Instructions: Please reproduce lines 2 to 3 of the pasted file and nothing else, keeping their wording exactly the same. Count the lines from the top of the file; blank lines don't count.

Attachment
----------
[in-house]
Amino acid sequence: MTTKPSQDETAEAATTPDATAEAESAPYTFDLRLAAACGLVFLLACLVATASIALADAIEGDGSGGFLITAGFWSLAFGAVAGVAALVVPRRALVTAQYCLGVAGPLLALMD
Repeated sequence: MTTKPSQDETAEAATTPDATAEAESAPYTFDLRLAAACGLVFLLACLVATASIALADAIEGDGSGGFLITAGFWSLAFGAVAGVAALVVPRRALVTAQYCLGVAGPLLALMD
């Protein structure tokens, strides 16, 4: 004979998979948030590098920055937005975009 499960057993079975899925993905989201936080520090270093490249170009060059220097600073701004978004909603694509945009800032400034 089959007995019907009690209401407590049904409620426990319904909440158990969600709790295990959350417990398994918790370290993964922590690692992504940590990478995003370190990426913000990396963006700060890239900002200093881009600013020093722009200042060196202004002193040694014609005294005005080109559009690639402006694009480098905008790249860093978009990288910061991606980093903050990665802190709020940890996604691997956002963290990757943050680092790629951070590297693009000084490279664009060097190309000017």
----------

Amino acid sequence: MTTKPSQDETAEAATTPDATAEAESAPYTFDLRLAAACGLVFLLACLVATASIALADAIEGDGSGGFLITAGFWSLAFGAVAGVAALVVPRRALVTAQYCLGVAGPLLALMD
Repeated sequence: MTTKPSQDETAEAATTPDATAEAESAPYTFDLRLAAACGLVFLLACLVATASIALADAIEGDGSGGFLITAGFWSLAFGAVAGVAALVVPRRALVTAQYCLGVAGPLLALMD